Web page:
Infographic Of The Day: The Re-Redesigned London Tube Map

Mark Noad’s online reinterpretation of the London Underground diagram gets a refresh that reveals transit times and walking distances between stations.

Infographic Of The Day: The Re-Redesigned London Tube Map

Our post about Mark Noad’s attempt to improve the classic London Underground map (or is it a diagram?) got readers excited and enraged in equal measure. That didn’t stop him from continuing to refine his creation, which adds additional geographic accuracy and other re-visualizations like transit times between stations and a stark view of which stations offer step-free access to the disabled. Oh, and there’s an iPhone app now, too.


One of the most confusing aspects of the classic Tube Map for travelers new to London is its geographic distortion–certain stations seem mere steps away from each other when they’re actually a hike, or vice versa. Noad’s first redesign addressed this by simply rejiggering the diagram to be more literally map-like, but his updated version does one better by providing an interactive overlay that visually highlights the station groups that tend to confuse people in this way, and displays walking times in minutes between them.

[A version of the map showing the walking distances between stations in minutes]
[Another map layer showing the above-ground links between stations]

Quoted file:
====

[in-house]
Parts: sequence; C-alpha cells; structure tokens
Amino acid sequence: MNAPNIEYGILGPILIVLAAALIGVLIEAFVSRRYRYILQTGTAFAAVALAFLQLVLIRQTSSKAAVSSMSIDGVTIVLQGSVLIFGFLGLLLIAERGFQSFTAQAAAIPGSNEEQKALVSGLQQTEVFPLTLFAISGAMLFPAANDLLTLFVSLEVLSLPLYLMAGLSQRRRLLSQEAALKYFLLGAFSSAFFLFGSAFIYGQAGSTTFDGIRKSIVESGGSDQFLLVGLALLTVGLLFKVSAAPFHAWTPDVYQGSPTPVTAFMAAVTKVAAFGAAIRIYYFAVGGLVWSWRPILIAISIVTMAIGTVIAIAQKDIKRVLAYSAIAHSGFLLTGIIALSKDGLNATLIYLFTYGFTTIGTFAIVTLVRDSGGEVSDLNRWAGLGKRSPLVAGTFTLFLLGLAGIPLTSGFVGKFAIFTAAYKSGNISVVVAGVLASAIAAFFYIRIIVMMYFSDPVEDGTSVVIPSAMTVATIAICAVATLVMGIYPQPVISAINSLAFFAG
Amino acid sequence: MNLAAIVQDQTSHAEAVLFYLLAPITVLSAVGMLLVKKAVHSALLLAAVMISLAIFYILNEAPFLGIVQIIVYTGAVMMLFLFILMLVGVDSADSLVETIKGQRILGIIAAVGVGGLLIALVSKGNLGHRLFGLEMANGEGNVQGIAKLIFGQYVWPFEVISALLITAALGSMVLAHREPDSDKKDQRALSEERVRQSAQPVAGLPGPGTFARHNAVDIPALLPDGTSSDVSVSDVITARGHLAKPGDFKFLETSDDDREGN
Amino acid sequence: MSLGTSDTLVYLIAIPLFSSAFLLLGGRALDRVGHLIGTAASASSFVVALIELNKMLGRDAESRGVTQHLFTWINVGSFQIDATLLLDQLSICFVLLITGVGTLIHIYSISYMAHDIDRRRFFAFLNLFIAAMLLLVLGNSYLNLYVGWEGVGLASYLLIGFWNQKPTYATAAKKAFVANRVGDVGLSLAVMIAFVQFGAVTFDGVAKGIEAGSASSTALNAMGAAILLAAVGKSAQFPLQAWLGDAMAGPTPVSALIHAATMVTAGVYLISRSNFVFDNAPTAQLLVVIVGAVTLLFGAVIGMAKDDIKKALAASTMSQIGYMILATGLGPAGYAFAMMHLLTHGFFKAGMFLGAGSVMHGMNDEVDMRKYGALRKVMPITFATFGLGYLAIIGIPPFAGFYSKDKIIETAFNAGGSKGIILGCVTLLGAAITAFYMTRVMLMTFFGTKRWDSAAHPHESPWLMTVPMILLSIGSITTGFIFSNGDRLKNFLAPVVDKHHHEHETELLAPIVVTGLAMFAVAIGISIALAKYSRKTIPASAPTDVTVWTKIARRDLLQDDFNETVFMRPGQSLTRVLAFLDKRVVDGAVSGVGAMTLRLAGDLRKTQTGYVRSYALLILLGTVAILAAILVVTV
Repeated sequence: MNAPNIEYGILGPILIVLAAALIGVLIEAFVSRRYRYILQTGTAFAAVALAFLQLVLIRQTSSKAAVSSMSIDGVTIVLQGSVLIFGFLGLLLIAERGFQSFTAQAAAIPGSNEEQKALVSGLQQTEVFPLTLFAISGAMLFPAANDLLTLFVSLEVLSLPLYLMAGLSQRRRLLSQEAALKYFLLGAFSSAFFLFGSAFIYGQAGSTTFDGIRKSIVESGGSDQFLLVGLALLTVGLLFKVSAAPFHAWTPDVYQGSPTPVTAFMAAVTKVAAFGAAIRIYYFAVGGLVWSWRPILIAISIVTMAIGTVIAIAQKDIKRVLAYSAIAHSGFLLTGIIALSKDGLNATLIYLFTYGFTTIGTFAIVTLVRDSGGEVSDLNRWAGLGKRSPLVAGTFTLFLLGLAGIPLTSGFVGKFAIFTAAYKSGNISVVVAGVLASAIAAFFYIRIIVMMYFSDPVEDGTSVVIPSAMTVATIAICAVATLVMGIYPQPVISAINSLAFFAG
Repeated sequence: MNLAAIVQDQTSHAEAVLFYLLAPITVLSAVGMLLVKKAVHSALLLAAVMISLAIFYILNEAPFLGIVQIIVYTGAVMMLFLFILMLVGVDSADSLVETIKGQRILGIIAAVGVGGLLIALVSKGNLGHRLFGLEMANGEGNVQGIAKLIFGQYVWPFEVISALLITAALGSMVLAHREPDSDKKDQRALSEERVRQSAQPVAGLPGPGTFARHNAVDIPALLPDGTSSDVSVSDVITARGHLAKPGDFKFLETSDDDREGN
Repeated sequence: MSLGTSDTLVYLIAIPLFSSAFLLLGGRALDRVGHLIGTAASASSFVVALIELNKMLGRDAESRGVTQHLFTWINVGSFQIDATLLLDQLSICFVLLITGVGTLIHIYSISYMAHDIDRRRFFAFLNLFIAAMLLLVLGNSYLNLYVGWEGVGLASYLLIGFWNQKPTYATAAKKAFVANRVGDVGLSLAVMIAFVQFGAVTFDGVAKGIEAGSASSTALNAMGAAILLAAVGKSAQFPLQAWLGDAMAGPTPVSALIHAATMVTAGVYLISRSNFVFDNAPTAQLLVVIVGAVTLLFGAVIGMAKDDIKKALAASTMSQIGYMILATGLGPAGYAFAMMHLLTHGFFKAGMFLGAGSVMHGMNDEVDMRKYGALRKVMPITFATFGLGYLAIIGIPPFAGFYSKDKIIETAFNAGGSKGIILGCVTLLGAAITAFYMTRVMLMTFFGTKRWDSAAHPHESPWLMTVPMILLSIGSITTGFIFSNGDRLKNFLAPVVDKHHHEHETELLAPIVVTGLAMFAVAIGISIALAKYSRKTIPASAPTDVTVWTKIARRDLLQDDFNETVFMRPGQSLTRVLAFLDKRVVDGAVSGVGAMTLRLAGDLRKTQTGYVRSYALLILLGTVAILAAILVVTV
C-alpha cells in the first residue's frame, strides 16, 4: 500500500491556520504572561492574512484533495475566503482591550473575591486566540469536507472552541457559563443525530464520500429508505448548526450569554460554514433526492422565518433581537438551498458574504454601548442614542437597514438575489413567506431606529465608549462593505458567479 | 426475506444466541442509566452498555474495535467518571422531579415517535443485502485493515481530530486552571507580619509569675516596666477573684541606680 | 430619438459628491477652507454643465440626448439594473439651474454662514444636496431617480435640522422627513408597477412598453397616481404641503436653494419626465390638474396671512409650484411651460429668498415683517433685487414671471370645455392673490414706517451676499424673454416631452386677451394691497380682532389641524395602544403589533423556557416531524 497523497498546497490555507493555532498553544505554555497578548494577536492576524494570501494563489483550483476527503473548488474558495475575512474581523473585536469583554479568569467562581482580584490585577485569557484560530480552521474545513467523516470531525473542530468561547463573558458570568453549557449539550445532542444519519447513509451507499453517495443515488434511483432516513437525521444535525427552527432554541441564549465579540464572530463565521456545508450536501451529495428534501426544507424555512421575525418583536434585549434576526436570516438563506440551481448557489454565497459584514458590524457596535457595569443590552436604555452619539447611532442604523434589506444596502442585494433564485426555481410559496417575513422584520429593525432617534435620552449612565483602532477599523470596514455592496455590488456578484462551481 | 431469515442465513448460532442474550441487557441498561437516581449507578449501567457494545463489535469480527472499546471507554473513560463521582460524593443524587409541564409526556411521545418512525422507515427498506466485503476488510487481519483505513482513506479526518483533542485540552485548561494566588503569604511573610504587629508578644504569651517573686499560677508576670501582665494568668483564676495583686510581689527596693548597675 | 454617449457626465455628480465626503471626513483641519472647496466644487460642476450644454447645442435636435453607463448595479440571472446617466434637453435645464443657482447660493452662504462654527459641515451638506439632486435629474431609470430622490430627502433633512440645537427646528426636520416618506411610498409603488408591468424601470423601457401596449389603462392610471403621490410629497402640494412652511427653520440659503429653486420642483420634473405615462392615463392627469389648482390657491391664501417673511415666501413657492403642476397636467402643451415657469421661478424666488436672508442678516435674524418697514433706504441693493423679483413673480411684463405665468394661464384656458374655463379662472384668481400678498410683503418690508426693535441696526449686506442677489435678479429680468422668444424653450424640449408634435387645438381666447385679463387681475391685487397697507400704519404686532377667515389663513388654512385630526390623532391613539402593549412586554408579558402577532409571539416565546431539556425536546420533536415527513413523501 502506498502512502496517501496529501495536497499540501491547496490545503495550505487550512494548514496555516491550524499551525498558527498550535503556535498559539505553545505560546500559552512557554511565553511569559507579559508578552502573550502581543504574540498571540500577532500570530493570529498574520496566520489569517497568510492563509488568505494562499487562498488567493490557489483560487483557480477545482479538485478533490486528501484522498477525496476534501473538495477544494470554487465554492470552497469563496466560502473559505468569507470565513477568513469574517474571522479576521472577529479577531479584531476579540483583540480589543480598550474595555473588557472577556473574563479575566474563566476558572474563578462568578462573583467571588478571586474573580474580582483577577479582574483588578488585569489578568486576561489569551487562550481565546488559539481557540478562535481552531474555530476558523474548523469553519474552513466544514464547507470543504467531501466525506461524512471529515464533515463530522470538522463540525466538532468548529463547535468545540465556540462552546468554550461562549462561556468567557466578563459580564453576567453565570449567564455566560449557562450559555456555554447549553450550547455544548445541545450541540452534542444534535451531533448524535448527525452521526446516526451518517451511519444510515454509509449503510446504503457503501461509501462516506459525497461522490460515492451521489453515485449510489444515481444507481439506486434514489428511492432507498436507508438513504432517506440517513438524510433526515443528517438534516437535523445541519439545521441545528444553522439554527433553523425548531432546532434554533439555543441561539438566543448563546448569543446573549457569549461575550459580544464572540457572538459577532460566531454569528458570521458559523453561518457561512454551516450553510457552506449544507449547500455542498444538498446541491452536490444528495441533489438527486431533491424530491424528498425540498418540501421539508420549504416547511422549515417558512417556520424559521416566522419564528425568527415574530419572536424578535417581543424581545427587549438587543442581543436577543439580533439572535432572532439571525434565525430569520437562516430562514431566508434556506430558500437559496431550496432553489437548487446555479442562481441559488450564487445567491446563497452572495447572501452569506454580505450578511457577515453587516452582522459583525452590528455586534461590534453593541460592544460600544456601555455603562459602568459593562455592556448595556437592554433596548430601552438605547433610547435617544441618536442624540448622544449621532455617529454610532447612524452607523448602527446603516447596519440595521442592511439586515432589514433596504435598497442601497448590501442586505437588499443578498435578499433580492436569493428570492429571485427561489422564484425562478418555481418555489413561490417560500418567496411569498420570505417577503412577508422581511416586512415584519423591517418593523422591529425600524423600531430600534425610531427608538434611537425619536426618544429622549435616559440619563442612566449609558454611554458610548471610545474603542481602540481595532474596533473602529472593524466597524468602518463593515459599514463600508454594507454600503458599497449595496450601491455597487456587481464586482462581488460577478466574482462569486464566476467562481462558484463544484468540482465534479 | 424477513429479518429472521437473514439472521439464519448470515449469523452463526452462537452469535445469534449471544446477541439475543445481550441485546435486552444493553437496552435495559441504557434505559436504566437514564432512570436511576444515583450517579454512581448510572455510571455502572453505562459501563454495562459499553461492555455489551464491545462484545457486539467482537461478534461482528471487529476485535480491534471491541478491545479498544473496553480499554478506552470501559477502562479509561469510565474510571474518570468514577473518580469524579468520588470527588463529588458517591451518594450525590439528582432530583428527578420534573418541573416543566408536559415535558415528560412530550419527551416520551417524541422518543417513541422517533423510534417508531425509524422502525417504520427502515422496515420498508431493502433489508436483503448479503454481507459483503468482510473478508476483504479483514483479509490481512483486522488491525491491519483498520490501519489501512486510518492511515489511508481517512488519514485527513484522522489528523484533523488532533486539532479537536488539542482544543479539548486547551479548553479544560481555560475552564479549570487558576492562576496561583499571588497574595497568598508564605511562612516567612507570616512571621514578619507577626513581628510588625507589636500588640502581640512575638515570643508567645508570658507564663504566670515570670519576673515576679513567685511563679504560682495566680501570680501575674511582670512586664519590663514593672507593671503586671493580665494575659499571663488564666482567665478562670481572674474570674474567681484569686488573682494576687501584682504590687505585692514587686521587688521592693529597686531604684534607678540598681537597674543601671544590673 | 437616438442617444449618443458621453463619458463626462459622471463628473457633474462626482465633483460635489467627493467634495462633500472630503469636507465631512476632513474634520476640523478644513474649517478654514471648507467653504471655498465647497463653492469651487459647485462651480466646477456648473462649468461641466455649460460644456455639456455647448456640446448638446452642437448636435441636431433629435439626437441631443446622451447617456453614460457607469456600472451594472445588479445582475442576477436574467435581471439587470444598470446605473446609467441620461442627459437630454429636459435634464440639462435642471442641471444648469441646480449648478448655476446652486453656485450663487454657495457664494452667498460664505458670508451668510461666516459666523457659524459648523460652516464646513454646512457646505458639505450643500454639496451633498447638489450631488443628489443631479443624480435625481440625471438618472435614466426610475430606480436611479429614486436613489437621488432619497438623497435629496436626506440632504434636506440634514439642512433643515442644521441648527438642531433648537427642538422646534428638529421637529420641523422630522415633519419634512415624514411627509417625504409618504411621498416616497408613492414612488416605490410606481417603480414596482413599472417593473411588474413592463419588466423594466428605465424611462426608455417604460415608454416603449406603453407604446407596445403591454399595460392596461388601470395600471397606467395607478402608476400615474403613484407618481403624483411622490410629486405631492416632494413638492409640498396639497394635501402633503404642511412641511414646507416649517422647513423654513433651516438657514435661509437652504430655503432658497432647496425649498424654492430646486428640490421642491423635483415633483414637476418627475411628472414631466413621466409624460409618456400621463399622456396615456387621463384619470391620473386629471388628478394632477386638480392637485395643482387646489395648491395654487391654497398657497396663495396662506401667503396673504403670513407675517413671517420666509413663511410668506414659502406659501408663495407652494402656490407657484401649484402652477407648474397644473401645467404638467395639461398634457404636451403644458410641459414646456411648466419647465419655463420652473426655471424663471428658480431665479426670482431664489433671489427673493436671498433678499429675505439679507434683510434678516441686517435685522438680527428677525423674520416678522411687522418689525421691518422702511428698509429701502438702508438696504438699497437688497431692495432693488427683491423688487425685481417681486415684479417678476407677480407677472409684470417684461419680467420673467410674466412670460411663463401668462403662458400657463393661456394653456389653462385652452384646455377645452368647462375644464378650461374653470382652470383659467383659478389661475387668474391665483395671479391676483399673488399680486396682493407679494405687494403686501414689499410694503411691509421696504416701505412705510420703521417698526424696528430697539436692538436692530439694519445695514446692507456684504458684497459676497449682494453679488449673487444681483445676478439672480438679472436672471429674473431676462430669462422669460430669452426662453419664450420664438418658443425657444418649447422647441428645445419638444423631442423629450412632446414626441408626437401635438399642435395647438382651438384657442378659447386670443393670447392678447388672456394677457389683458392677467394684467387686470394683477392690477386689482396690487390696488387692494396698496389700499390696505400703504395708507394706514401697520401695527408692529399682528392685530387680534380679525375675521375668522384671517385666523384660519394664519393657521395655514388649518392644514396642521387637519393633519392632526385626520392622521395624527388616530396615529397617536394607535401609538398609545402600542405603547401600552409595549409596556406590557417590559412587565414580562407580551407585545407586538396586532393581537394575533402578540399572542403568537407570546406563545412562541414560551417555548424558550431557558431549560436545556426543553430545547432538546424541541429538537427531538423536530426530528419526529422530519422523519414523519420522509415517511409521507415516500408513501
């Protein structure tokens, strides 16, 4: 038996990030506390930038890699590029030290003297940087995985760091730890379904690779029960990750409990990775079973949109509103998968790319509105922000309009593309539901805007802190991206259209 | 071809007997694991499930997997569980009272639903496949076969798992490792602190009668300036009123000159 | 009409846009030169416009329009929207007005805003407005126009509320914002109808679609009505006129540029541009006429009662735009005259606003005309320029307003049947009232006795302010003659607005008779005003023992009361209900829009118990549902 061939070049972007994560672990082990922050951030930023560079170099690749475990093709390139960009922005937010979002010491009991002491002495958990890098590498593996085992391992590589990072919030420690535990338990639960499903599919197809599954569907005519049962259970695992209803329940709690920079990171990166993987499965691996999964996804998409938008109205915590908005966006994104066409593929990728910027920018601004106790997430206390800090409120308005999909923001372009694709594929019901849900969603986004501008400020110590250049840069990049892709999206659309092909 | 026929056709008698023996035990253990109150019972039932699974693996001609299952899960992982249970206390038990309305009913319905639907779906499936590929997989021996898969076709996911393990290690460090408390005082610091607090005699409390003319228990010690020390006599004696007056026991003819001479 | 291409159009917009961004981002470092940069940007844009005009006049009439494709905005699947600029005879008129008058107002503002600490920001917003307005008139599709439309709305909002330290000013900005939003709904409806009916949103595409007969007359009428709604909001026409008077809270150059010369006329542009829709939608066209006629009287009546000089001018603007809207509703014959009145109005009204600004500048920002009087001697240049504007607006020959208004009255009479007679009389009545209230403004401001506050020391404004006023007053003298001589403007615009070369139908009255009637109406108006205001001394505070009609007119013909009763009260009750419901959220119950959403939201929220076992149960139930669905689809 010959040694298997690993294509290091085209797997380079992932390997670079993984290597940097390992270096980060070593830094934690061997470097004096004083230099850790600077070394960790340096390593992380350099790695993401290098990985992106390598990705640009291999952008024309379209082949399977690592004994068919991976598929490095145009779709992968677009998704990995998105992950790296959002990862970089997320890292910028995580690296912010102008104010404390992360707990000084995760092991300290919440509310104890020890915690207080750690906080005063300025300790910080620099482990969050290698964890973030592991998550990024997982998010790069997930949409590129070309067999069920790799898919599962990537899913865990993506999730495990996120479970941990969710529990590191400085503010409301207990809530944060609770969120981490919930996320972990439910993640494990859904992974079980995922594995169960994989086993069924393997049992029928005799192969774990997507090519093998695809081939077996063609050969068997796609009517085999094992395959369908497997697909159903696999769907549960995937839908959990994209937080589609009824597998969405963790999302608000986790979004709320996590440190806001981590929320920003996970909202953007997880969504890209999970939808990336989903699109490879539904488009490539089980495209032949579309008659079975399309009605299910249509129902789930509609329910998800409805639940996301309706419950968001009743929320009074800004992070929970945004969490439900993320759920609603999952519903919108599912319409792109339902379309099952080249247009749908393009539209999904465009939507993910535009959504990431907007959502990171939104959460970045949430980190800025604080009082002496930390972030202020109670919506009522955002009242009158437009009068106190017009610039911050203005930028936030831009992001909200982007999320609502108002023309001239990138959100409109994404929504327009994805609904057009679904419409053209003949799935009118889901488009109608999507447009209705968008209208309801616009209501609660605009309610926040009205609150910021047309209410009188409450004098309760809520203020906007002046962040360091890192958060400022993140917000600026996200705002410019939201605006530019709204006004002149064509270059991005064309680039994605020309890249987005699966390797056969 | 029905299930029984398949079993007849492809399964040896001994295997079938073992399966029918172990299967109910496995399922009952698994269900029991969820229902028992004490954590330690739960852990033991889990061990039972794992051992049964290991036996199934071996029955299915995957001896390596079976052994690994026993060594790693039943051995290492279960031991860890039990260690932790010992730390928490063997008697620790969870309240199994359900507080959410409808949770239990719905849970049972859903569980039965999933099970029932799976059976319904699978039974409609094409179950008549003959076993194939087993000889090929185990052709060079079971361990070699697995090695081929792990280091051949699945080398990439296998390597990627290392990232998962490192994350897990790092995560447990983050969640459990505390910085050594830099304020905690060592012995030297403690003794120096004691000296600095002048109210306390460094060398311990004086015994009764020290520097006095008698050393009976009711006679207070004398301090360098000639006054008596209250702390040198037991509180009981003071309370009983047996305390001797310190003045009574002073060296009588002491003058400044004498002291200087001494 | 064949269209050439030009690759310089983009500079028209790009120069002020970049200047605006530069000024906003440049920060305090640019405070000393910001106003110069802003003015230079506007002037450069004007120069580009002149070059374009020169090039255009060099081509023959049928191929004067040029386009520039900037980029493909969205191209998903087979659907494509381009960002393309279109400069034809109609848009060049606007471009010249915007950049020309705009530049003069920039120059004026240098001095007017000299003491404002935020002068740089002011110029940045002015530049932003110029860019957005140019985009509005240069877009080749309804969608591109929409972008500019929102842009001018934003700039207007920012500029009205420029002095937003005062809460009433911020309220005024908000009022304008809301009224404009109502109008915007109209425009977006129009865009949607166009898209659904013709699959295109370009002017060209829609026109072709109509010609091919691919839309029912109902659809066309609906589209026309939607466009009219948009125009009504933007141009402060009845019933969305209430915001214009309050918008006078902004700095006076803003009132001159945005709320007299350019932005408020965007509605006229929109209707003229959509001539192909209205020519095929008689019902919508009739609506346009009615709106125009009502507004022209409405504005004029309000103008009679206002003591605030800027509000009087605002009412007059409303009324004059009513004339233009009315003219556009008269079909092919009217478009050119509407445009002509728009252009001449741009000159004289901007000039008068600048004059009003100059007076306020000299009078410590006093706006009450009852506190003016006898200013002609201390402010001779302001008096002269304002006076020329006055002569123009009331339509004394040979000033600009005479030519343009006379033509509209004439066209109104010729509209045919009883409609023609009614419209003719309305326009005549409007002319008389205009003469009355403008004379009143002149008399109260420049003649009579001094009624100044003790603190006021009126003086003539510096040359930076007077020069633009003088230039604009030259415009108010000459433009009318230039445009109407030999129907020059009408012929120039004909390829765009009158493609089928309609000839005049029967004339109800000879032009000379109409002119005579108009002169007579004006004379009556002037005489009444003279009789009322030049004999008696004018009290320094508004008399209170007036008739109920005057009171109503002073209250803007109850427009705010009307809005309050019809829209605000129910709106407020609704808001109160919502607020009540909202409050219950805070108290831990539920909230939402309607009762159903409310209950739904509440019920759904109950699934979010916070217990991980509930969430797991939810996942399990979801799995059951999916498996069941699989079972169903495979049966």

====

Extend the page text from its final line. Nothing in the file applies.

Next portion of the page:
Even better, though is his visualization of which stations in the Underground station offer step-less access: the map simply deletes all the stations that don’t, making the ones that do much easier to zero in on quickly–while also making a stark statement about “how few stations in central London cater for disabled travellers,” Noad writes.

That said, interacting with the map in a browser window is an awkward chore: the map can’t be blown up to full-screen and the legend is simply too tiny to be useful. The iPhone app isn’t much better: the static maps offer none of the web-version’s useful interactivity other than pinching and zooming — tapping on a station does nothing. Instead, the app launches with a strangely bare-looking text list of stations to browse, which offer interesting historical factoids but don’t link to each other in a standard “trip planner”-type way. We applaud Noad’s continuing efforts to refine the London Underground map for digital platforms, but there’s still a long way to go.

[Explore Noad’s updated London Underground map]

About the author

John Pavlus is a writer and filmmaker focusing on science, tech, and design topics. His writing has appeared in Wired, New York, Scientific American, Technology Review, BBC Future, and other outlets.